** Please be aware of spawning beds and do not wade on, or fish over them. **
The Williamsfork dropped in flow to near 25 CFS last week but is now back up to about 70 CFS for the time being, with water temps in the low 40's. The recent fluctuations in flow could affect the fishing here, but last week was good on the Fork. Egg imitations and streamers have been productive, however consider nymphing with imitations of golden stonelfies, caddis larva, Baetis, and midges as a back up plan.
Flows here are about 100 CFS with water temps in the 40’s, and the stream restoration work is finished. Brown trout should be holding in the Williams Fork for spawning, and rainbows often follow to eat loose eggs. Hatches include BWOs and midges, but stonefly nymphs, caddis larva, baitfish, and trout eggs are also food sources for trout here. A nymph rig, or small to medium sized streamers are the best here currently.
** Please be aware of spawning beds and do not wade on, or fish over them. **
It sounds like the Williams Fork River restoration project by Denver Water is completed, you can read about it here….Denver Water Williams Fork Restoration completion
We haven’t fished here since the completion of the restoration, but it is a good time of year to fish the Fork, and also to check out the new stream features. BWOs, midges, and possibly eggs will be the top food sources here. Other mayfly nymphs, stonefly nymphs, and caddis larva will be available to trout opportunistically as well. A nymph rig, or small streamers are the best bet here currently.
Here is a bit more info on the Williams Fork restoration project by Denver Water, it sounds like restoration will continue for a couple of weeks…..
The Williams Fork tailwater is still undergoing restoration, but the word is that anglers are already catching fish in some of the improvement areas. However the water clarity down stream of the restoration work has been turning off color during work hours. You can read up on the restoration work on the CPW facebook page here..... CPW Williams Fork Restoration
The Williams Fork is currently undergoing stream restoration in the mid to upper sections, so fishing here will not be the best as water will be very dirty once restoration work begins for the day. Throwing streamers and larger nymphs in the confluence area with the colorado could be one decent option with these current conditions.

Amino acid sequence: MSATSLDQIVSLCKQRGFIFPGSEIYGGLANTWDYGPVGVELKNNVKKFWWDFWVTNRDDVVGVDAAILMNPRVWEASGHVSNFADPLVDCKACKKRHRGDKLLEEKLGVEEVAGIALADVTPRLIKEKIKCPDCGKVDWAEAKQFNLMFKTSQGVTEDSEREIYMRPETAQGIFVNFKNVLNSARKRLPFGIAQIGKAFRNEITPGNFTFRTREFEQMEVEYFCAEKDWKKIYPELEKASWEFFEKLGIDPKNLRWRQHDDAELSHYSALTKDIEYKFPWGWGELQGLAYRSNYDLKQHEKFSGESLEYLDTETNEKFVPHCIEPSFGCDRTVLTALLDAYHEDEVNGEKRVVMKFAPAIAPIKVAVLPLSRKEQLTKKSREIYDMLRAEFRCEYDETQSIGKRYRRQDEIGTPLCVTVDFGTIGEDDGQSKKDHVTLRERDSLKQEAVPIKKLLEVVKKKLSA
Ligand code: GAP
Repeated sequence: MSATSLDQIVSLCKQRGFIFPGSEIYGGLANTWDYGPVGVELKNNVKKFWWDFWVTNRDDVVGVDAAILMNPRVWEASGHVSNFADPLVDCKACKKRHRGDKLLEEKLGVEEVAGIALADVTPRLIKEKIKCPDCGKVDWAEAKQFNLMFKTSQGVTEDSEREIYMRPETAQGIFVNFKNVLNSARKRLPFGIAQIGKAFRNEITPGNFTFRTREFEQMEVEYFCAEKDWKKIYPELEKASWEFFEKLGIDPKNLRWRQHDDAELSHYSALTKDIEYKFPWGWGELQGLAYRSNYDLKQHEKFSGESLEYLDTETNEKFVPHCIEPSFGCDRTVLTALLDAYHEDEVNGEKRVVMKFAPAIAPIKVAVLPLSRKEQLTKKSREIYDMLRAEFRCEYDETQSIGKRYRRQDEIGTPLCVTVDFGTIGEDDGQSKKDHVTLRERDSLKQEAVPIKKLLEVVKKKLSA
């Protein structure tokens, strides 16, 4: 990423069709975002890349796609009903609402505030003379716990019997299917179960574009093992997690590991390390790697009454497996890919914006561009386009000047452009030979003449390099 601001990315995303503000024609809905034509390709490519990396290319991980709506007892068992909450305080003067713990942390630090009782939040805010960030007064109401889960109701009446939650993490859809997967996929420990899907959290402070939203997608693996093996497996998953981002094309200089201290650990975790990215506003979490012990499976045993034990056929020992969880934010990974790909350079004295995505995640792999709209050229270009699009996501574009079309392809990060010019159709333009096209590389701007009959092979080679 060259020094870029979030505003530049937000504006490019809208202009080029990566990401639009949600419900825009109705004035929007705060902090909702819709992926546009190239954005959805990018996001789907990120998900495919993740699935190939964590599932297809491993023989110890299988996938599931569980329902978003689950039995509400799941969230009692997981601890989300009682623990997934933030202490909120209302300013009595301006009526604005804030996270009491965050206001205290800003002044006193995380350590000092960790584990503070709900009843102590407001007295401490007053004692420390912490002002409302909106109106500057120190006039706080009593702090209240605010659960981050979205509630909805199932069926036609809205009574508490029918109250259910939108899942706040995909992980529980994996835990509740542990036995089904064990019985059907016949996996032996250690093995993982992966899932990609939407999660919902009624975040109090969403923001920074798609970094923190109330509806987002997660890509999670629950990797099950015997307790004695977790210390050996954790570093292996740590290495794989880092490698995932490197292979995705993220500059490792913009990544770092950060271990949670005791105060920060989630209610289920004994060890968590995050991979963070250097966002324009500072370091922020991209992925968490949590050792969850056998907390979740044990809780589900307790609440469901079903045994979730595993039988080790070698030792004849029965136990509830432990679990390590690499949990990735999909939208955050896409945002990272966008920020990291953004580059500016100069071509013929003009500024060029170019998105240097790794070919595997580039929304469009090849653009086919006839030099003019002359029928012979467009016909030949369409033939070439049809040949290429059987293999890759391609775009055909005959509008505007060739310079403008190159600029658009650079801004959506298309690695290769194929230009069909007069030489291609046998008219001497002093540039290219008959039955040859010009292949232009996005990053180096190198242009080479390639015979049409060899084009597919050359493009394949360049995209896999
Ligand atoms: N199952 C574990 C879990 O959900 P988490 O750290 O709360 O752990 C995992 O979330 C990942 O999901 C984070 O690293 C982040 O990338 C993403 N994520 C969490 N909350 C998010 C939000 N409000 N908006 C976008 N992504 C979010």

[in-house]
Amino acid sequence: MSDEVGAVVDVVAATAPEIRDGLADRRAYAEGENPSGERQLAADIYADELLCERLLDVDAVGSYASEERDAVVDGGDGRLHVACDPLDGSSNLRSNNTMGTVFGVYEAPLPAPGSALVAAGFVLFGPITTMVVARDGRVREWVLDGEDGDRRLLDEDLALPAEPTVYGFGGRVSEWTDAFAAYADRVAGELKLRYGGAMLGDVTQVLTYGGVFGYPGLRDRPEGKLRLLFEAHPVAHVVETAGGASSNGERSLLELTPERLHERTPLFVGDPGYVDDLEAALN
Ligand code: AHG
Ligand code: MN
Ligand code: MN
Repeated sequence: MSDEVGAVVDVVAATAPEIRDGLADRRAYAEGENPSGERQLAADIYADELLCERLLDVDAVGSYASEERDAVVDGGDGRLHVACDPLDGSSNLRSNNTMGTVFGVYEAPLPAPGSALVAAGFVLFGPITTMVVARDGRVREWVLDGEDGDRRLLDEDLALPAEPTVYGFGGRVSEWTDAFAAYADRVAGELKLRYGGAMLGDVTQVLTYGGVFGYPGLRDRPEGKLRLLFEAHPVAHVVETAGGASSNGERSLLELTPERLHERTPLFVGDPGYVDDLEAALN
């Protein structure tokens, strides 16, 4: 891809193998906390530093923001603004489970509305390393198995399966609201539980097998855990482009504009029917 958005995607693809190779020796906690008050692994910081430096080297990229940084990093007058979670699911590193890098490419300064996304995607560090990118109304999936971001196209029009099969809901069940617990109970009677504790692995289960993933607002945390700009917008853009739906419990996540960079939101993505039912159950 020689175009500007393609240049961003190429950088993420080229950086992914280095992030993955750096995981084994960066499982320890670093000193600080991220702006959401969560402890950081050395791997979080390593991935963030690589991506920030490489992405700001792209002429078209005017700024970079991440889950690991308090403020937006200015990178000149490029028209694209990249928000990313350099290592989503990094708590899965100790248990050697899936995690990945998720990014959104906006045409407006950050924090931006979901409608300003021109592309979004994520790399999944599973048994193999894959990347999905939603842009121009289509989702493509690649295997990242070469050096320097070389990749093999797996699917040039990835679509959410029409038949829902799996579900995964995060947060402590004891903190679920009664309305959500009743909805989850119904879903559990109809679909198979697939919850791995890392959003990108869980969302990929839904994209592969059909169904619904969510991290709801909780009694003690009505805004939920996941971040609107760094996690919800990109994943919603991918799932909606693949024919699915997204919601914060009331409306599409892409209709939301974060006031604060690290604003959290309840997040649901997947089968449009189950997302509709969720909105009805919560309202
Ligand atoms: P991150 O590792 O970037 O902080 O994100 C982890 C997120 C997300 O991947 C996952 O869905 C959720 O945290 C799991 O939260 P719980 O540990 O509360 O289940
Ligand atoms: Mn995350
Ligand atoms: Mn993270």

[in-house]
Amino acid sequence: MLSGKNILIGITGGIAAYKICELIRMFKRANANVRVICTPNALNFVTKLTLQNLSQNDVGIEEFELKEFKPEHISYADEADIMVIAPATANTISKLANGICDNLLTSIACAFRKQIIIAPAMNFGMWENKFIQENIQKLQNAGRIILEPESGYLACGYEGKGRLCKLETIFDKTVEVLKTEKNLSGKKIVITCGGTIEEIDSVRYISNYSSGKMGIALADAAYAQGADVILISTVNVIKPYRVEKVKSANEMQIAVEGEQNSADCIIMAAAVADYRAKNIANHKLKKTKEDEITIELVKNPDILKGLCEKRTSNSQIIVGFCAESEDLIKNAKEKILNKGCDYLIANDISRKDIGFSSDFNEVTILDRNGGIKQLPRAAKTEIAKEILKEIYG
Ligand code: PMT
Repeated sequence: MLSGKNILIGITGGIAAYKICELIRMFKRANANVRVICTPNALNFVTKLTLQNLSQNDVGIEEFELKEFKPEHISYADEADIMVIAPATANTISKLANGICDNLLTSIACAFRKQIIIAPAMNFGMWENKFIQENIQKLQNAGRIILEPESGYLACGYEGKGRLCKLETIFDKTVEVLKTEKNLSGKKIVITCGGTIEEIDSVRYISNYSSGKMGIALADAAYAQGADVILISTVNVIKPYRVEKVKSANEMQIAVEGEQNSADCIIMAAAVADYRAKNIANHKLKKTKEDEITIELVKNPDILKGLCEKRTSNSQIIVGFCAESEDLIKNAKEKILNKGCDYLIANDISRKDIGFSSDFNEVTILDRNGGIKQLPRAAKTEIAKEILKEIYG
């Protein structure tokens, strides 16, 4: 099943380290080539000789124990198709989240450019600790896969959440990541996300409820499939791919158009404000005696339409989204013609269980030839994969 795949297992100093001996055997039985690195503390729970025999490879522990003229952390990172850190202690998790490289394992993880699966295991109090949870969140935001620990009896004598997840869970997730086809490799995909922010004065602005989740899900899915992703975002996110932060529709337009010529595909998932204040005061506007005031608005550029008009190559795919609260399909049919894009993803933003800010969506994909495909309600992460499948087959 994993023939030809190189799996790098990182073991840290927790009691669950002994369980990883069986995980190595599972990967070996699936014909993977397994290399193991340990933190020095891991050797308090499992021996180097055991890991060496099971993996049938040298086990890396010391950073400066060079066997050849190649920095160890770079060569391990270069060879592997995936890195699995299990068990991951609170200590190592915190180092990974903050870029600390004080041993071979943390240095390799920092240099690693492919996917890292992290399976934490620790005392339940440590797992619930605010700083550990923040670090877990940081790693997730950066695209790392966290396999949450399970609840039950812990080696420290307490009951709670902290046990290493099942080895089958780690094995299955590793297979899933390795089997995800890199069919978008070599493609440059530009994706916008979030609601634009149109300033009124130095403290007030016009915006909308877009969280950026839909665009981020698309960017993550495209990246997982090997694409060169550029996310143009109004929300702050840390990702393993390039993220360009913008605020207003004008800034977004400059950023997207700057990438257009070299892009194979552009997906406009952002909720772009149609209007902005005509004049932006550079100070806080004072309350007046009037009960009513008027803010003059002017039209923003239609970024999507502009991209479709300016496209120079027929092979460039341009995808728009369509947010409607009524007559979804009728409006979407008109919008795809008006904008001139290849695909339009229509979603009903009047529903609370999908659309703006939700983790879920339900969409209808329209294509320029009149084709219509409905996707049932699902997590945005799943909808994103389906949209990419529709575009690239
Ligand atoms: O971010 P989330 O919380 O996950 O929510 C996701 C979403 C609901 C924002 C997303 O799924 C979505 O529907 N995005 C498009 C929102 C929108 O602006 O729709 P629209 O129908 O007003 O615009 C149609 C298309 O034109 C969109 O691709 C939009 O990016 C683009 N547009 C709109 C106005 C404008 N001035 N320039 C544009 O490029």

The Williams Fork tailwater has taken a 100 CFS jump up to about 350 CFS, which is a bit high for this piece of water. However, it is starting to be the right time of year for Brown Trout to run up the Williams Fork from the colorado, and they will not mind the extra water. So don’t be afraid to fish here because of high flows, because you never know what size of aggressive fall Brown Trout you might find lurking here. Current hatches include Baetis, Tricos, and caddis for the most part. There are also still a lot of grass hoppers around so a hopper dropper rig could do the trick here, but with the current flows a nymph rig might work better to get through some of the faster current.
The Williams Fork has been fluctuating in flow quite a bit throughout the last few weeks, and is currently at about 250 CFS. This is higher than optimal here, but the excess water can be inviting for Brown Trout in the Colorado River that are getting ready to swim up tributaries such as the Williams Fork to spawn. These trout could be susceptible to small to medium sized streamers imitating juvenile trout and leaches. Terrestrial insects, stoneflies, caddis, Red Quills, Baetis, Tricos, and midges will also be important food sources at this time. A deeper dry-dropper rig, or a nymph rig will be good methods of presentation for these bugs currently. Concentrate on fishing wider areas of the river with riffles, back eddies containing hatched insects, or drop offs after shelves and other river structure.